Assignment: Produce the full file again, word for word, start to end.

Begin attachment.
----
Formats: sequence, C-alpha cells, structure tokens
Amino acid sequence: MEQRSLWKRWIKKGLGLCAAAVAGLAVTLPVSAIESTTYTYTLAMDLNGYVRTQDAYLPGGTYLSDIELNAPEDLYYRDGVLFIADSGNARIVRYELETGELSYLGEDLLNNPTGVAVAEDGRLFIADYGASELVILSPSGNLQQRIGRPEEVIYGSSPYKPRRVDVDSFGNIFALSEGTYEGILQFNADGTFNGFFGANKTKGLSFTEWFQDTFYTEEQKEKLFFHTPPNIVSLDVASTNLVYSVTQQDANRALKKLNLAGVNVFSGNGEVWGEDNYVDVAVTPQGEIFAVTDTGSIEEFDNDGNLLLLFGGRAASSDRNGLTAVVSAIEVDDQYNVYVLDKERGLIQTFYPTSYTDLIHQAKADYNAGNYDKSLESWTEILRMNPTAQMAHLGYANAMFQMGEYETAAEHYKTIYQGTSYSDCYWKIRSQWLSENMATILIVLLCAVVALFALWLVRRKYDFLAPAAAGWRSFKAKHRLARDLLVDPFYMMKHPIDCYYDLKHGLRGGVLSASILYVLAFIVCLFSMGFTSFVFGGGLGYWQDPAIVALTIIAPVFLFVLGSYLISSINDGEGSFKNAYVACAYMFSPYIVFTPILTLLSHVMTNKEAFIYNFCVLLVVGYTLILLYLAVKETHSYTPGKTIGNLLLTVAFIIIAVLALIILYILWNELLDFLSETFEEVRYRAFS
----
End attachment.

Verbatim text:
Formats: sequence, C-alpha cells, structure tokens
Amino acid sequence: MEQRSLWKRWIKKGLGLCAAAVAGLAVTLPVSAIESTTYTYTLAMDLNGYVRTQDAYLPGGTYLSDIELNAPEDLYYRDGVLFIADSGNARIVRYELETGELSYLGEDLLNNPTGVAVAEDGRLFIADYGASELVILSPSGNLQQRIGRPEEVIYGSSPYKPRRVDVDSFGNIFALSEGTYEGILQFNADGTFNGFFGANKTKGLSFTEWFQDTFYTEEQKEKLFFHTPPNIVSLDVASTNLVYSVTQQDANRALKKLNLAGVNVFSGNGEVWGEDNYVDVAVTPQGEIFAVTDTGSIEEFDNDGNLLLLFGGRAASSDRNGLTAVVSAIEVDDQYNVYVLDKERGLIQTFYPTSYTDLIHQAKADYNAGNYDKSLESWTEILRMNPTAQMAHLGYANAMFQMGEYETAAEHYKTIYQGTSYSDCYWKIRSQWLSENMATILIVLLCAVVALFALWLVRRKYDFLAPAAAGWRSFKAKHRLARDLLVDPFYMMKHPIDCYYDLKHGLRGGVLSASILYVLAFIVCLFSMGFTSFVFGGGLGYWQDPAIVALTIIAPVFLFVLGSYLISSINDGEGSFKNAYVACAYMFSPYIVFTPILTLLSHVMTNKEAFIYNFCVLLVVGYTLILLYLAVKETHSYTPGKTIGNLLLTVAFIIIAVLALIILYILWNELLDFLSETFEEVRYRAFS